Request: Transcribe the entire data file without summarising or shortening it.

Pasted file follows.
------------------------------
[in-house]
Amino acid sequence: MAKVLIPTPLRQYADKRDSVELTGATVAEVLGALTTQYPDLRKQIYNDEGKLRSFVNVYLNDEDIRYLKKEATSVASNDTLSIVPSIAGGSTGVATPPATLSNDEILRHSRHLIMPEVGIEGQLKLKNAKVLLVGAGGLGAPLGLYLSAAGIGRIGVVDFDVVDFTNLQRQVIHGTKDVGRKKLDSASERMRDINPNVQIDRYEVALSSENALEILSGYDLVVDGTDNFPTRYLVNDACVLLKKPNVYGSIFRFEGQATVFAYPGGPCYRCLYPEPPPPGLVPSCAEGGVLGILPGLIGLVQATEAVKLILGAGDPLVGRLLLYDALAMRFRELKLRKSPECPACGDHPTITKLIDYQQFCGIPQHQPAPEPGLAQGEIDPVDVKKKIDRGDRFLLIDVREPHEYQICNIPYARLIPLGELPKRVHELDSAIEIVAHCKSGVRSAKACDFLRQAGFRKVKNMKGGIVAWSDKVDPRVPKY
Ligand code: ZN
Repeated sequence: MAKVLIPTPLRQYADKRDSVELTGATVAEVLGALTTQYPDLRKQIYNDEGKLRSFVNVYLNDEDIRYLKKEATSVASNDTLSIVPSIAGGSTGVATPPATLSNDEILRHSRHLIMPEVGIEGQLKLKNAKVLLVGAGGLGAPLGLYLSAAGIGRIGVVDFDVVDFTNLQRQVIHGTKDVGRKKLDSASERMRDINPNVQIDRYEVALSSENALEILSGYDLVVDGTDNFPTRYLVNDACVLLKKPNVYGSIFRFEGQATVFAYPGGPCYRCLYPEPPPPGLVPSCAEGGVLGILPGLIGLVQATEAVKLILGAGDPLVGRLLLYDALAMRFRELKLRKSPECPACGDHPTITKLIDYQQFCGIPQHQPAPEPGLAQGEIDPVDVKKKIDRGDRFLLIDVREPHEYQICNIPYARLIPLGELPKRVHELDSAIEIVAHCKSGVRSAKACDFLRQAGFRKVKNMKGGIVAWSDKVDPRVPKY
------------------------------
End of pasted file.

[in-house]
Amino acid sequence: MAKVLIPTPLRQYADKRDSVELTGATVAEVLGALTTQYPDLRKQIYNDEGKLRSFVNVYLNDEDIRYLKKEATSVASNDTLSIVPSIAGGSTGVATPPATLSNDEILRHSRHLIMPEVGIEGQLKLKNAKVLLVGAGGLGAPLGLYLSAAGIGRIGVVDFDVVDFTNLQRQVIHGTKDVGRKKLDSASERMRDINPNVQIDRYEVALSSENALEILSGYDLVVDGTDNFPTRYLVNDACVLLKKPNVYGSIFRFEGQATVFAYPGGPCYRCLYPEPPPPGLVPSCAEGGVLGILPGLIGLVQATEAVKLILGAGDPLVGRLLLYDALAMRFRELKLRKSPECPACGDHPTITKLIDYQQFCGIPQHQPAPEPGLAQGEIDPVDVKKKIDRGDRFLLIDVREPHEYQICNIPYARLIPLGELPKRVHELDSAIEIVAHCKSGVRSAKACDFLRQAGFRKVKNMKGGIVAWSDKVDPRVPKY
Ligand code: ZN
Repeated sequence: MAKVLIPTPLRQYADKRDSVELTGATVAEVLGALTTQYPDLRKQIYNDEGKLRSFVNVYLNDEDIRYLKKEATSVASNDTLSIVPSIAGGSTGVATPPATLSNDEILRHSRHLIMPEVGIEGQLKLKNAKVLLVGAGGLGAPLGLYLSAAGIGRIGVVDFDVVDFTNLQRQVIHGTKDVGRKKLDSASERMRDINPNVQIDRYEVALSSENALEILSGYDLVVDGTDNFPTRYLVNDACVLLKKPNVYGSIFRFEGQATVFAYPGGPCYRCLYPEPPPPGLVPSCAEGGVLGILPGLIGLVQATEAVKLILGAGDPLVGRLLLYDALAMRFRELKLRKSPECPACGDHPTITKLIDYQQFCGIPQHQPAPEPGLAQGEIDPVDVKKKIDRGDRFLLIDVREPHEYQICNIPYARLIPLGELPKRVHELDSAIEIVAHCKSGVRSAKACDFLRQAGFRKVKNMKGGIVAWSDKVDPRVPKY